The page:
Abstract: Dynamics of Racial/Ethnic Disparity in California: A study of Trajectories of Disparity Index (DI) Scores (Society for Social Work and Research 14th Annual Conference: Social Work Research: A WORLD OF POSSIBILITIES)

12360 Dynamics of Racial/Ethnic Disparity in California: A study of Trajectories of Disparity Index (DI) Scores

Saturday, January 16, 2010: 3:00 PM
Garden Room A (Hyatt Regency)
* noted as presenting author
Hansung Kim, PhD , California State University, Fullerton, Assistant Professor, Fullerton, CA
David Chenot, PhD , California State University, Fullerton, Assistant Professor, Fullerton, CA
Juye Ji, PhD , Syracuse University, Assistant Professor, Syracuse, NY
Background and Purpose. The overrepresentation of children of color has been a concern in the field of child welfare for many years. Research shows that children of color are more likely to be placed in foster care and less likely to return home or be adopted than white children. Empirical evidence concerning current trends in disparity and the factors that may explain these trends are essential to better understand the dynamic nature of disparity. However, few studies have examined the long-term trends in racial/ethnic disparity (Wulczyn, Chen, & Hislop, 2007). The purpose of the current study is 1) to estimate recent trends in disparity in the California child welfare system at the state level, accounting for county-level variations and 2) to test the effects of contextual factors (i.e., per capita income and rural vs. urban settings) on the trends.

Methods. The study examines the longitudinal trajectories of the Disparity Index (DI) scores (Shaw et al, 2008) of 58 counties in California between 2003 and 2007. DI scores for children 0-17 years old were retrieved from the University of California at Berkeley Center for Social Services Research website. Using latent growth curve (LGC) modeling; trajectories of DI scores at the various phases of the process in the child welfare system (allegations, substantiations, entries into Foster Care, counts of children in Foster Care) were examined concerning four racial/ethnic groups (Black, Hispanic, Native-American, White). Finally, the LGC models were estimated again adding contextual factors.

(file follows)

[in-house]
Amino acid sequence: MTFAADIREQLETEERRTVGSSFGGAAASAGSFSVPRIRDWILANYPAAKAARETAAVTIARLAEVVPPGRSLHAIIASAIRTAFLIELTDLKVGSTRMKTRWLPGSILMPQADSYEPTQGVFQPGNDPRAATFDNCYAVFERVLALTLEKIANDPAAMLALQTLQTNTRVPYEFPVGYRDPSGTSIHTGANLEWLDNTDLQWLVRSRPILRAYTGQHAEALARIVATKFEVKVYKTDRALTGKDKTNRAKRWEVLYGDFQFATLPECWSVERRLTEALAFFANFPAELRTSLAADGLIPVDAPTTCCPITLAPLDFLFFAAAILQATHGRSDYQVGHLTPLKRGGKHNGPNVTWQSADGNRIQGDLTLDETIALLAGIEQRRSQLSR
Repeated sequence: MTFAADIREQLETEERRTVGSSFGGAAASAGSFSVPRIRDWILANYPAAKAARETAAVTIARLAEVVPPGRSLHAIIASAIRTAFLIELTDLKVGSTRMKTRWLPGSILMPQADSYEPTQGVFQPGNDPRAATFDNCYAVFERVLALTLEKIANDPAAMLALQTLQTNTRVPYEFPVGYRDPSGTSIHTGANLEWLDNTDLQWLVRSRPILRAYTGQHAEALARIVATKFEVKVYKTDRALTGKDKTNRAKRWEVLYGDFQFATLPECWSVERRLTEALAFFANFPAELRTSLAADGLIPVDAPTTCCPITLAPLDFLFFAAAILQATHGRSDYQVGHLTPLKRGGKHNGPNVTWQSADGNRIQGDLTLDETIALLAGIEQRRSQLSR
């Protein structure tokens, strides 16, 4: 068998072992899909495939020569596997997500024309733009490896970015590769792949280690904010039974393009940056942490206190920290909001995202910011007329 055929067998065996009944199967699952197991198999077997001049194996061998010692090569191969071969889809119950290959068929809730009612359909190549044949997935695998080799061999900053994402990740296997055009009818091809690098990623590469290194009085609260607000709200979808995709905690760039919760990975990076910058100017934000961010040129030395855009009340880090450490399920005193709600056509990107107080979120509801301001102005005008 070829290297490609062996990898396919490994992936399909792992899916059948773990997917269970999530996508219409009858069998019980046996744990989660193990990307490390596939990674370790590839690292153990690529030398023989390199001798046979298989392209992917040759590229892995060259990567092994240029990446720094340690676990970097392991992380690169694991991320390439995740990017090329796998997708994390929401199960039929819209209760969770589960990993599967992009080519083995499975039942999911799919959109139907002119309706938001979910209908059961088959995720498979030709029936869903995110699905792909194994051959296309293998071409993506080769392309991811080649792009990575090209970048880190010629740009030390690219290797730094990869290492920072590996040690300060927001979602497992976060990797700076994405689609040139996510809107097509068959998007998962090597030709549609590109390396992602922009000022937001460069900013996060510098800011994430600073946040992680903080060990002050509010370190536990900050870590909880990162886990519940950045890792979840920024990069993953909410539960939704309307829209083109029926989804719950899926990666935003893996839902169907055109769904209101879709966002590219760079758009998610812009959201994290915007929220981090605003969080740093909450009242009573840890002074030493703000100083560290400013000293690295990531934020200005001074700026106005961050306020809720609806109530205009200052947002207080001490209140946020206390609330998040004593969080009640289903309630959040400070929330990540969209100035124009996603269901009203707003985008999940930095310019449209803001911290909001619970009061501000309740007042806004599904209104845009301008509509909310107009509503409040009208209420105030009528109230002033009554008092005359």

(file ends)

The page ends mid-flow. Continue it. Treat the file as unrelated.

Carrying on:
Results. The longitudinal trends of DI scores reveal that the disproportionate representation of Black and Hispanic children is increasing in the phases of allegation, substantiation, and entries to the foster care system compared to White children. However, the overrepresentation of Black children in Foster Care is decreasing. The overrepresentation of Native American children in the system has been increasing sharply. When these trends were examined using the LGC modeling approach, the disparity of the number of children currently in foster care was significantly increasing among Hispanic and Native American children compared to White children. Regarding contextual effects, results suggest that per capita income was positively related to the level of disparity among children of color. In addition, rural and urban settings produced differing rates of change; with urban settings resulting in higher increasing rates of disparity than rural areas.

Conclusions and Implications. The results suggest that racial/ethnic disparity in the child welfare system in California is generally increasing and this change is associated with contextual factors. The study demonstrates that anti-disparity policies and interventions need to focus, not only on Black children, but Native American and Hispanic children as well. The LGC modeling approach can be effectively applied to estimate trajectories of state-level disparity, adjusting for county-level variations, and to assess the impact of anti-disparity policies on DI trajectories while simultaneously accounting for contextual effects. Future research is needed on trends in the racial/ethnic disparity using a multi-state longitudinal data and how various contextual factors interact in explaining the trends.